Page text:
BY LEAH KOSOWAN, FOURTH YEAR STUDENT IN GLOBAL MANAGEMENT STUDIES, TRSM
Since high school, I knew that exchange would not only be an option for me, it would be an essential part of my university career. Exchange has lived up to everything I hoped it would be, and so much more.
By Valentina PrANJIC, Third year student in professional communication, fcad
Going on exchange has been a dream of mine since I was in high school. I always saw the world as being full of new places to see and experiences to live. So when a friend once suggested that I complete an exchange in Utrecht, Holland I found myself on a seven-hour flight to Amsterdam a year later.
BY HUDA AKHTAR, THIRD YEAR STUDENT IN HUMAN RESOURCES, TRSM
What people don’t tell you about studying abroad is that you’ll want to go home about 2 days into your trip. No one tells you how hard it really is settling into a place you have absolutely no prior knowledge of. People don’t speak of the first week you arrive into your chosen city, they don’t mention the restless nights thinking about how you’re going to manage your commute, your work – your stress piles up.
By Sophia Chea, Student in Business Management, TRSM
Like many people, studying abroad was always something I’ve dreamed of. After applying, I hesitated many times while contemplating whether studying abroad was right for me. Although there were moments when I didn’t think I was making the right choice, I still stuck with it. Honestly, it is one of the best decisions I’ve ever made.
BY SHANNON TINNING, 4TH YEAR STUDENT IN ENGLISH, FACULTY OF ARTS
I have never been an impulsive, or a decisive person. Deciding between what colour of sweater to purchase, or mustering up the courage to select a unique menu item, instead of chicken fingers, fills me with immense anxiety. Before departing for my exchange to Edinburgh, Scotland, I came to the realization that I would have to escape my finely crafted comfort zone in order to fully capitalize on this once in a lifetime opportunity, and not return to Canada filled with ‘what if’s’ and ‘I wishes’.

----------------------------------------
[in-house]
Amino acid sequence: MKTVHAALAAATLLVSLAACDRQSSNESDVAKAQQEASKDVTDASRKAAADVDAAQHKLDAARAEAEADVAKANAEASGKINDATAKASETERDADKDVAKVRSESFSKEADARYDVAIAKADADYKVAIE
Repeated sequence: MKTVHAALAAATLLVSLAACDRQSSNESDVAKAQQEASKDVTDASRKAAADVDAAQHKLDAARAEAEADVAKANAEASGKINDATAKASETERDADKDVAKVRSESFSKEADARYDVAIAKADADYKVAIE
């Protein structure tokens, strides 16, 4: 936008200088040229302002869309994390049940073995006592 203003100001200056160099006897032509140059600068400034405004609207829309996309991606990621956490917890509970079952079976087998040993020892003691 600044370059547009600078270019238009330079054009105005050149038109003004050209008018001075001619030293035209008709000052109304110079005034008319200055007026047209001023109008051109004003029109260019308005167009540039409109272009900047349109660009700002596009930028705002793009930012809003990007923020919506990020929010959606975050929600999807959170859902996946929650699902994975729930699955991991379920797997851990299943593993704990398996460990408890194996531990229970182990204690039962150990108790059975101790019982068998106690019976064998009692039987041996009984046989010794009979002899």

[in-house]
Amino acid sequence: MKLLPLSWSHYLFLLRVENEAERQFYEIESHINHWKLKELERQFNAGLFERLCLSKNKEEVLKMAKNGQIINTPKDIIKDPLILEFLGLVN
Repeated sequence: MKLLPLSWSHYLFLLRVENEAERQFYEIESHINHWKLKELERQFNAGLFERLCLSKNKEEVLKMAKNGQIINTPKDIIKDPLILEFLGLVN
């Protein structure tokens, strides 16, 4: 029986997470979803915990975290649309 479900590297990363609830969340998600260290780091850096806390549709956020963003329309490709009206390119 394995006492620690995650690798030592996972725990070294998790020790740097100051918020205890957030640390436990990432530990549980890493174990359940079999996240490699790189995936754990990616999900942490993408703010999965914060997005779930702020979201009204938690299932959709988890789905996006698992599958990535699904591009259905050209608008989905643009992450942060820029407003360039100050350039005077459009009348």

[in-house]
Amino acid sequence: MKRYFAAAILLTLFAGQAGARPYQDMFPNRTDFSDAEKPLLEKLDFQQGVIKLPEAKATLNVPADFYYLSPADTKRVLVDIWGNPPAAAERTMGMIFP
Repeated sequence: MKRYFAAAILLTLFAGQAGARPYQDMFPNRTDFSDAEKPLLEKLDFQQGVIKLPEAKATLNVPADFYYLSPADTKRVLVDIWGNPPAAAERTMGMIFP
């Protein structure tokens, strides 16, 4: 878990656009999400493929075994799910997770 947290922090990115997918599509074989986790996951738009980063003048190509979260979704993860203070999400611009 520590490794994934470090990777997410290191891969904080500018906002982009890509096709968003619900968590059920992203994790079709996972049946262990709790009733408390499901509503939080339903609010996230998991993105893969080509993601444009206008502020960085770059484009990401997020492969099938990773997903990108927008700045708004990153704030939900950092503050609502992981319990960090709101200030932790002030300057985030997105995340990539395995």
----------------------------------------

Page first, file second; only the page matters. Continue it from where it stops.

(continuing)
And no, getting a tattoo is not on this list (sorry grandma).
Living the exchange student lifestyle in Frankfurt, Germany, was an indescribable experience, saturated with joy, adventures and travels. But along with the blissful, memorable moments came mistakes and chaotic situations that simultaneously turned out to be great learning experiences.After embracing the perks and pitfalls of studying abroad, here are my top recommendations for anyone preparing to venture upon the exchange journey.
By Jackie Jabson, 4th year Student in Creative Industries, FCAD
6 months. That sounds like a lot of time, but it goes by faster than you’d think. Time is of the essence. It sneaks up on without you noticing. One day you’ll wake up and it will all be over. The reality of it is that exchange is only a small fragment of your life. That’s why soaking in every bit of the experience will ensure you won’t be left feeling dissatisfied with it.
I traveled to Denmark for my student exchange and stayed in Copenhagen for 6 months. I discovered that there is always a shortage in time. It is up to you to make the most of it in this foreign and magical place. How long is your stay abroad? 6 months? That is 26 weeks or 4,380 hours. Take note on some of these tips to help make the most out of your exchange.
By Chelsea Dolan, 4th year Student in Journalism, FCAD
Landing back home in Canada at Pearson Airport felt strange, in the sense that it felt like I never left home in the first place. For the past five months I lived in Europe, constantly experiencing new cultures and cities, with each day being so spontaneously different— yet everything at home remained exactly the same.
By McKenzie Broad, Student in Interior Design, FCAD
I had never put much thought into going on exchange until second year when I received an email about an exchange meeting. I have always had an urge to travel the world so I thought I would check it out.
From that day on, I had my heart set on studying abroad.
So you’ve heard about the exchange program and you’ve already listed all the cities you want to visit. You’re daydreaming about the incredible sights you’ll see, flavorful foods you’ll try and inspirational people you’ll meet until the thought of the associated expenses tramples you back into the reality of a student budget.
As exciting as going on exchange is, you still have to be a responsible adult (sigh) and plan your expenses, but you shouldn’t let financial fears stop you from studying abroad. Managing and budgeting your expenses (especially in a different currency) is a valuable skill that might give you a new outlook on your spending habits, even upon returning to Canada.